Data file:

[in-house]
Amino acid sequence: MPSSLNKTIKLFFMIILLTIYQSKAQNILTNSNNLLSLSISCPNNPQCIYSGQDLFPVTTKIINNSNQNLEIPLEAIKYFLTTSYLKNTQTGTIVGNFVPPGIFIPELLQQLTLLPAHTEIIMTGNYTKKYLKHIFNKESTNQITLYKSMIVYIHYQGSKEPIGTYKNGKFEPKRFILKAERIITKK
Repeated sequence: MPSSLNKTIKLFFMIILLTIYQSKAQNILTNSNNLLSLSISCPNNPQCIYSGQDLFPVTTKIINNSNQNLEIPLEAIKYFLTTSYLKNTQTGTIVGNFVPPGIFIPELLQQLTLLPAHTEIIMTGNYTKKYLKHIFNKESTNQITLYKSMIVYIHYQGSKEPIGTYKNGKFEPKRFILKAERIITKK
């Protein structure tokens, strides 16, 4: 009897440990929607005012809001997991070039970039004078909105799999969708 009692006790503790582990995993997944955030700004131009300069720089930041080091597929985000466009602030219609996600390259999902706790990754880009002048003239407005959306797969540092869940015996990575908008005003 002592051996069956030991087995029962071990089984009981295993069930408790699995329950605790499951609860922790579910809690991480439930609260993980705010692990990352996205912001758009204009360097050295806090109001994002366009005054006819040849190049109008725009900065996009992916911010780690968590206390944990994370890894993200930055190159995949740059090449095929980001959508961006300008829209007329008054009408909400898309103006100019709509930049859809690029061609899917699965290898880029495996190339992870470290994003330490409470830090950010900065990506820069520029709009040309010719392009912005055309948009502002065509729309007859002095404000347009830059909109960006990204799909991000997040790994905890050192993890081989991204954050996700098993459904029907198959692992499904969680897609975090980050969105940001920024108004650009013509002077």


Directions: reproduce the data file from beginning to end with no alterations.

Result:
[in-house]
Amino acid sequence: MPSSLNKTIKLFFMIILLTIYQSKAQNILTNSNNLLSLSISCPNNPQCIYSGQDLFPVTTKIINNSNQNLEIPLEAIKYFLTTSYLKNTQTGTIVGNFVPPGIFIPELLQQLTLLPAHTEIIMTGNYTKKYLKHIFNKESTNQITLYKSMIVYIHYQGSKEPIGTYKNGKFEPKRFILKAERIITKK
Repeated sequence: MPSSLNKTIKLFFMIILLTIYQSKAQNILTNSNNLLSLSISCPNNPQCIYSGQDLFPVTTKIINNSNQNLEIPLEAIKYFLTTSYLKNTQTGTIVGNFVPPGIFIPELLQQLTLLPAHTEIIMTGNYTKKYLKHIFNKESTNQITLYKSMIVYIHYQGSKEPIGTYKNGKFEPKRFILKAERIITKK
């Protein structure tokens, strides 16, 4: 009897440990929607005012809001997991070039970039004078909105799999969708 009692006790503790582990995993997944955030700004131009300069720089930041080091597929985000466009602030219609996600390259999902706790990754880009002048003239407005959306797969540092869940015996990575908008005003 002592051996069956030991087995029962071990089984009981295993069930408790699995329950605790499951609860922790579910809690991480439930609260993980705010692990990352996205912001758009204009360097050295806090109001994002366009005054006819040849190049109008725009900065996009992916911010780690968590206390944990994370890894993200930055190159995949740059090449095929980001959508961006300008829209007329008054009408909400898309103006100019709509930049859809690029061609899917699965290898880029495996190339992870470290994003330490409470830090950010900065990506820069520029709009040309010719392009912005055309948009502002065509729309007859002095404000347009830059909109960006990204799909991000997040790994905890050192993890081989991204954050996700098993459904029907198959692992499904969680897609975090980050969105940001920024108004650009013509002077």